Unofficial Spirited Away Anime Pilgrimage Spot Causes Headaches for Locals

Ship repair center complains of over 100 unauthorized visitors per day due to Internet rumor

 

A local ship repair business near Shimonada Station in Ehime Prefecture is having a hard time with over-enthusiastic fans of the 2001 Studio Ghibli animated film, Spirited Away, after a section of their dockyard was incorrectly attributed as being the model for a scene from the film on the Internet, prompting visiting tourists to transform the spot into an unofficial pilgrimage point.

 

 

According to Tomoko Wakamatsu, a local woman who works at the ship repair business, the train tracks leading into the sea are used for transporting ships to shore for repair, and they are not the model for anything. Wakamatsu laments that the business has been dealing with about 100 unauthorized visitors each day, many of whom ignore the "no trespassing" signs.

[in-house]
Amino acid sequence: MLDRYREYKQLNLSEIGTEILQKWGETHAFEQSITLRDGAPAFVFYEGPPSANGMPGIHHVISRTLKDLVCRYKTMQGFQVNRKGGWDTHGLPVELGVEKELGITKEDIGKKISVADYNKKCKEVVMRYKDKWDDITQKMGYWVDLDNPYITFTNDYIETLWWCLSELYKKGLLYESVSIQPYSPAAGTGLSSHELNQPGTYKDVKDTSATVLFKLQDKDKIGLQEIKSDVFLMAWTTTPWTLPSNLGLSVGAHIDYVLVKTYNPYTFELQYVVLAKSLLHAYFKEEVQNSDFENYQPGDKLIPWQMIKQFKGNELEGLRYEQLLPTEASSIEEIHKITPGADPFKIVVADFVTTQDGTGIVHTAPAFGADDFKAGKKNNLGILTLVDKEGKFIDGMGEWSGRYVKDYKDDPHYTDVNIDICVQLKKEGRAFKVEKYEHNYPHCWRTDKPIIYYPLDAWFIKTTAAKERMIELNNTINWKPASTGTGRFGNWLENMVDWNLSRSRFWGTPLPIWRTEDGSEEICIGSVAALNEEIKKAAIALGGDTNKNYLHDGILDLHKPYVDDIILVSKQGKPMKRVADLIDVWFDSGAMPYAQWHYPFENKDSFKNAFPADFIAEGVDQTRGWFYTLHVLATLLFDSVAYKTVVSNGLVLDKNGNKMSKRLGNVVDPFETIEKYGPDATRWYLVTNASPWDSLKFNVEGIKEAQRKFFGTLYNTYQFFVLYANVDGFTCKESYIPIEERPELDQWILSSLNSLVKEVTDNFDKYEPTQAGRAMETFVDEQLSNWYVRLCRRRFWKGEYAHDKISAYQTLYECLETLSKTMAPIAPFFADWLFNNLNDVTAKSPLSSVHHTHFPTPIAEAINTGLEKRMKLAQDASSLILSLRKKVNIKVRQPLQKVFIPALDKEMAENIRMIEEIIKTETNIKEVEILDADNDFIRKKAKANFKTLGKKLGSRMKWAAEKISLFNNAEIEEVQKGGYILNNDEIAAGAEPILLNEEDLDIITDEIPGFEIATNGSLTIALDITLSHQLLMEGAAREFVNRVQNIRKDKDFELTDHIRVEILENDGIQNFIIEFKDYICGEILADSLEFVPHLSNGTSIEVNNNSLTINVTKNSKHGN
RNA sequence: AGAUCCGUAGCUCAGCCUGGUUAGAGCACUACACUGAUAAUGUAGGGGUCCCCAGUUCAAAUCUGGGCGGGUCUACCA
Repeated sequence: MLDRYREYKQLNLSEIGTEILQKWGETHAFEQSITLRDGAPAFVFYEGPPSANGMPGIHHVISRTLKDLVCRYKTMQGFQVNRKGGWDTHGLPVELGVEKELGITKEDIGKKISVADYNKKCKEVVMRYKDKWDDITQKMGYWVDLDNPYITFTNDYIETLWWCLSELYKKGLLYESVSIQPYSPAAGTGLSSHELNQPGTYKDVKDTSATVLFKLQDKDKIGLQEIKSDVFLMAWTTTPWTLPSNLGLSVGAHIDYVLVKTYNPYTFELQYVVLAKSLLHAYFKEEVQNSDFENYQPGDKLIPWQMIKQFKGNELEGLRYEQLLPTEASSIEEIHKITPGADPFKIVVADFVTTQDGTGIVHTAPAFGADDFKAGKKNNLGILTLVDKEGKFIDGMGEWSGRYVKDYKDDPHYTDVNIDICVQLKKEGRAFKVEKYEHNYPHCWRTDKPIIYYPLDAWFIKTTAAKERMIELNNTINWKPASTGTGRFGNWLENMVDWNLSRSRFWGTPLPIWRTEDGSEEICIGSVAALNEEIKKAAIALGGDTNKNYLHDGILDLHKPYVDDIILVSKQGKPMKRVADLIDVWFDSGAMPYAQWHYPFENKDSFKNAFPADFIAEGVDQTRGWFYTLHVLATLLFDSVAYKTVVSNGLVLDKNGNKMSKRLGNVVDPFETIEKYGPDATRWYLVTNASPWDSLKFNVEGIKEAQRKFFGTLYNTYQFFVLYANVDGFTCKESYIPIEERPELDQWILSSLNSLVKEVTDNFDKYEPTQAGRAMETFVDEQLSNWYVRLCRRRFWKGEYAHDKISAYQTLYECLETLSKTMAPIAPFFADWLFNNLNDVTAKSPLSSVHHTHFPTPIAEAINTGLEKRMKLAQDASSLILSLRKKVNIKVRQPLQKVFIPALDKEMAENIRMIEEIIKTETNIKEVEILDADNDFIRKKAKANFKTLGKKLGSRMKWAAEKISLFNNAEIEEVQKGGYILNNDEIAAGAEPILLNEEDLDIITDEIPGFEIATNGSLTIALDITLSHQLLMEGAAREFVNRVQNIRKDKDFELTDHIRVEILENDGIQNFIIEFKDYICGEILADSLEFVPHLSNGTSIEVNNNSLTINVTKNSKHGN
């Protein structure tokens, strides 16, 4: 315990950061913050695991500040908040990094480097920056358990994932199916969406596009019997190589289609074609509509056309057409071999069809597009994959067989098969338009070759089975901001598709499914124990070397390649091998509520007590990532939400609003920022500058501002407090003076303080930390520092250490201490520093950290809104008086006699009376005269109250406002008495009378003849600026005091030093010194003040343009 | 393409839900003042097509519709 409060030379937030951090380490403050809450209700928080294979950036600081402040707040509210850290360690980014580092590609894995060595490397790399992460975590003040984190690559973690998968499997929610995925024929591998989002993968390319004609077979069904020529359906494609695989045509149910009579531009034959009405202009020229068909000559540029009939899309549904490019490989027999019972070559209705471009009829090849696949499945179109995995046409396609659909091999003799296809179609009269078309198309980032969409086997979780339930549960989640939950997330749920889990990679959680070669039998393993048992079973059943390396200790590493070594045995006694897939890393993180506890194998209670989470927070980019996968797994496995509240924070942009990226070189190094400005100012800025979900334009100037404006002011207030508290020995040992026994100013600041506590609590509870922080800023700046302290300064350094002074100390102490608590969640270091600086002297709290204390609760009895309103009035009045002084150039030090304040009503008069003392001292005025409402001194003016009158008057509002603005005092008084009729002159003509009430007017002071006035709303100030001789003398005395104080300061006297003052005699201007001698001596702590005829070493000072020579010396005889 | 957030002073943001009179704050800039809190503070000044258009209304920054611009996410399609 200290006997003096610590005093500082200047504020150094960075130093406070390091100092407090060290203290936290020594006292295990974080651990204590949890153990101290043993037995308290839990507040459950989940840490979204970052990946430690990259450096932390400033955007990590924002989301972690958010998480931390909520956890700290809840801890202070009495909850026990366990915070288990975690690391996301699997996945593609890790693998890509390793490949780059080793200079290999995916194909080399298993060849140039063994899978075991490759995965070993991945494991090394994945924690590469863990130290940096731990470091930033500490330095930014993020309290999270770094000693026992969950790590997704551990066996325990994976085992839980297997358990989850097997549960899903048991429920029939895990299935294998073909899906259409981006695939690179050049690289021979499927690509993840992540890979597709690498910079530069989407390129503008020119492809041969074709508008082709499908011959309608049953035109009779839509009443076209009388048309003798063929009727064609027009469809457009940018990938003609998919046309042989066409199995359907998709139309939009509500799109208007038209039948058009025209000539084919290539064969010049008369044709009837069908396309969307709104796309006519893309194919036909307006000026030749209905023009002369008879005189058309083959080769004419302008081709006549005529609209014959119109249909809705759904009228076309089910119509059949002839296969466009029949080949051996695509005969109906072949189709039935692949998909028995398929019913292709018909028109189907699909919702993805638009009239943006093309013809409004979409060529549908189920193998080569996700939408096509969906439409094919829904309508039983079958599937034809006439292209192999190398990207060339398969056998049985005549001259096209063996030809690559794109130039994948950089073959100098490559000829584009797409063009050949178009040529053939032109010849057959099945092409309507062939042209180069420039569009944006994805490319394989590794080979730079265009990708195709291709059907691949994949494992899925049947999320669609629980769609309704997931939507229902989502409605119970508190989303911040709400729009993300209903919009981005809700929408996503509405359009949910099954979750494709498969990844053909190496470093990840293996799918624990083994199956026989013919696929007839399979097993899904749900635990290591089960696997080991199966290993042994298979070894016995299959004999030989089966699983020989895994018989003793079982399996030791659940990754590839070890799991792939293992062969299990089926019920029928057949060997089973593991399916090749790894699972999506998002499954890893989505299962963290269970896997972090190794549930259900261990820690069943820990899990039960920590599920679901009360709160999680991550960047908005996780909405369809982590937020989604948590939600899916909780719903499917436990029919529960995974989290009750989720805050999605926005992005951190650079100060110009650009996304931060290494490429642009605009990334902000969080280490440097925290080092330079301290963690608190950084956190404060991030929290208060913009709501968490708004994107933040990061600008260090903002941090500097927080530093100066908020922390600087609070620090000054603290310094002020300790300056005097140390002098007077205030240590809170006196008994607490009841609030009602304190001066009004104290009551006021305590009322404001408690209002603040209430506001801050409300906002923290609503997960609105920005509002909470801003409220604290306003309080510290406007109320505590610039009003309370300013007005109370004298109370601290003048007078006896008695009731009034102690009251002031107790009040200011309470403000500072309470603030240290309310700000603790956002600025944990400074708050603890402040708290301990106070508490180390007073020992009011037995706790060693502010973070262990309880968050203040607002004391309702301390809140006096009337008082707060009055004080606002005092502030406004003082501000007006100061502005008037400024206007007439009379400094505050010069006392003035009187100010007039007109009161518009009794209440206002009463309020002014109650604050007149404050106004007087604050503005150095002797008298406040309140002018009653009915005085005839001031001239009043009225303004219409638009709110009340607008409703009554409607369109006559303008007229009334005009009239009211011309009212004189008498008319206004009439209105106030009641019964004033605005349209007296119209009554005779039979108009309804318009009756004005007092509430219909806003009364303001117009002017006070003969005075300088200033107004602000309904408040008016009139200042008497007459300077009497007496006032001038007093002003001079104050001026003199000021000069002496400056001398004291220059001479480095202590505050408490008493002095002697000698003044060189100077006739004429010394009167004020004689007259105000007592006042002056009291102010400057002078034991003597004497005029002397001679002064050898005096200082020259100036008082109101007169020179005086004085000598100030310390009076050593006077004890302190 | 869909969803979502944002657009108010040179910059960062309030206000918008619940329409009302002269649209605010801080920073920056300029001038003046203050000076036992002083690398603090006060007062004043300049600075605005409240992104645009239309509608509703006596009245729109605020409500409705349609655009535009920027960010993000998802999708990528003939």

Spirited Away fans come from all over to take photos at the train tracks, which they then post on Instagram and other social media websites with hashtags that misattribute the location as the inspiration for the scene from the film. However, in order to take these photos, the fans are trespassing on private property and disrupting an active workplace, and some of them are also leaving litter behind.

 

 

According to Internet sources, the actual model for the train scene from Spirited Away is purportedly a section of the Meitetsu (Nagoya Railroad Co., Ltd.) Tokoname Line in Aichi Prefecture, which was inundated during the 1959 Isewan Typhoon.

 

Remember, anime fans: please be conscientious when visiting pilgramage sites. Don't trespass, and don't bother the locals, no matter how picturesque a place may be.

 

Source: netgeek via Otakomu

 

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Paul Chapman is the host of The Greatest Movie EVER! Podcast and GME! Anime Fun Time.

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